Bob, Gene and I made a second inspection trip to Sacramento in January 2008. Careful measurements were taken of the height, width, length and underside of the locomotive. During this trip, we were informed that CSRM needed a near term formal response to their offer and a commitment to move the LBC by April to facilitate its own planning.
Upon returning, Bob and Gene determined that, with modifications, LBC could “fit” into the barn however ONLY on Track 1. Track 1 is the only through-track in the barn and continues into the backyard curving 90 degrees to the west and ending adjacent to the History San Jose’s blacksmith’s shop . This concept would enable a roll-off unloading and avoid the need to traverse any switchwork. However, the use of track one for LBC would require repositioning stored/displayed equipment in the trolley barn, most of which were owned by History San Jose. Several chess-like moves and permission would be required. Due to track space, only the locomotive and not the tender could be accommodated in the barn.
For CTRC’s quarterly board meeting in February, an acquisition report was created and acceptance letter was drafted. Soon thereafter, CSRM was informed of CTRC’s acceptance of the LBC offer and intent to move the engine by April.
Careful planning was required
Jack Young and Steve Raby provided needed logistical support to determine ‘how” to move Buttercup into the trolley barn. Several items, including the headlight, smokestack, whistle and safeties, would be removed to facilitate transportation and, more importantly, the ability to fit into the trolley barn door. Ironically once inside the barn, most of these items will be reinstalled. The crew raised concerns over the condition of track 1 in the backyard. Unlike SP1215’s transportation requiring a special basket type trailer, LBC size would enable use of a standard heavy equipment trailer. Could such a trailer be unloaded in the backyard?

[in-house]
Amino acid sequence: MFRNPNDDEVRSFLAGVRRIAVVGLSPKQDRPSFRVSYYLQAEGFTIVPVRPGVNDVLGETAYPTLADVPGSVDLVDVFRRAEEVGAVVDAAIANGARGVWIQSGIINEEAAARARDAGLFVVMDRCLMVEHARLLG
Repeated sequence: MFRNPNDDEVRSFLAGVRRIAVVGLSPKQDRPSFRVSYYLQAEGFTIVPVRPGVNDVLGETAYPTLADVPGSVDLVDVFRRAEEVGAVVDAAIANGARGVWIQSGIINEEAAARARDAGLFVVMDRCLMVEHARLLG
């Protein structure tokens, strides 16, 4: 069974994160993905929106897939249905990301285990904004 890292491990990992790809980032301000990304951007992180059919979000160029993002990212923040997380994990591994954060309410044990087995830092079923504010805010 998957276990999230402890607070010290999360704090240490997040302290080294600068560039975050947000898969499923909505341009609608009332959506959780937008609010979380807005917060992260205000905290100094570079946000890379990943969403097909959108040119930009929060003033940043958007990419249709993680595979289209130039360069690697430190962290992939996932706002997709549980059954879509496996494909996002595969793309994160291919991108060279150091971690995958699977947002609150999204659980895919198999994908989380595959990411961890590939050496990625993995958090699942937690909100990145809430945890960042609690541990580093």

Larry Murchison was enlisted to create a scale dimensional drawing of the backyard. The site and locomotive dimensions was shared with Taylor Heavy Hauling of Roseville who responded with a favorable quotation and confidence of unloading in the backyard. A move date of April 2 was scheduled with loading and unloading done on the same day.
Access to the backyard required the temporary relocation of History San Jose’s Port Huron Steam Tractor, which is displayed adjacent to the blacksmith’s shop. Piping directly into the tractor’s steam cylinder and experimenting with a small garage air compressor, Steve determined that the tractor could be moved by compressed air. This was preferential over requiring a heavy lift and trailer; however, a larger compressor would be required. Utilizing a mobile compressor provided by Larry Pedersen of A-Tool Shed, the steam tractor was relocated on March 23.
Bob and Gene coordinated the automobile shuffle in the trolley barn to free up space on track 3. With the space available, Portugal trolley car 168 was relocated from track 1 to track 3. In the process, the car derailed, requiring an additional manpower and time to rerail.
On Saturday March 29, six CTRC volunteers, John Ezvoski, Tom Anderson, Jack Young, Larry and Denis Murchison, and Ken Middlebrook. went to Sacramento to prep LBC for the move. Upon arrival, John Ezovski commented “Little Buttercup is NOT that little!” In a few hours, the crew accomplished the planned tasks and headed back home. The stack, headlights and other removed items were unloaded by 6 pm at the fairgrounds.
Because of the condition of track 1 going into the barn, a new ramp was designed to cross the threshold. With the assistance of John Ezovski and others, CTRC’s resident welder John Blaine built a custom ramp. Additionally, the ramp would eliminate the need for any concrete cutting to accommodate LBC’s wheel profile. However, the ramp would reduce the calculated 7” height clearance to less than 2 inches. The crew discussed a potential need for a chain saw! Nonetheless, it would be tight.
Within a six month span, CTRC moves a second steam locomotive to San Jose!